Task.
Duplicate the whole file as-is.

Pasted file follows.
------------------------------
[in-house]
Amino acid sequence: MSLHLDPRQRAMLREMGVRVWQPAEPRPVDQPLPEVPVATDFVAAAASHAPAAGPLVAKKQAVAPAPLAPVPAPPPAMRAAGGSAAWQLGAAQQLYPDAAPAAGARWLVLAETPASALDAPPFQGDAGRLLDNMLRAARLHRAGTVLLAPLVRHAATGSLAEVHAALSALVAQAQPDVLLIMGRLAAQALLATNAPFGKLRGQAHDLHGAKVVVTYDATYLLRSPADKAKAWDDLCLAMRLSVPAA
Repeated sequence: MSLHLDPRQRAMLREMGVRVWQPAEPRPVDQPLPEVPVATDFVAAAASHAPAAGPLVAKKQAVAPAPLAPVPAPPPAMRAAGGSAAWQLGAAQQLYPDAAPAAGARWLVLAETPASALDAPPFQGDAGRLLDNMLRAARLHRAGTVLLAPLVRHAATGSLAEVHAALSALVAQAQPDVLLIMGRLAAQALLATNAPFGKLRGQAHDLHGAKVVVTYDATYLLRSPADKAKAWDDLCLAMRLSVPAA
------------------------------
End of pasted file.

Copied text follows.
[in-house]
Amino acid sequence: MSLHLDPRQRAMLREMGVRVWQPAEPRPVDQPLPEVPVATDFVAAAASHAPAAGPLVAKKQAVAPAPLAPVPAPPPAMRAAGGSAAWQLGAAQQLYPDAAPAAGARWLVLAETPASALDAPPFQGDAGRLLDNMLRAARLHRAGTVLLAPLVRHAATGSLAEVHAALSALVAQAQPDVLLIMGRLAAQALLATNAPFGKLRGQAHDLHGAKVVVTYDATYLLRSPADKAKAWDDLCLAMRLSVPAA
Repeated sequence: MSLHLDPRQRAMLREMGVRVWQPAEPRPVDQPLPEVPVATDFVAAAASHAPAAGPLVAKKQAVAPAPLAPVPAPPPAMRAAGGSAAWQLGAAQQLYPDAAPAAGARWLVLAETPASALDAPPFQGDAGRLLDNMLRAARLHRAGTVLLAPLVRHAATGSLAEVHAALSALVAQAQPDVLLIMGRLAAQALLATNAPFGKLRGQAHDLHGAKVVVTYDATYLLRSPADKAKAWDDLCLAMRLSVPAA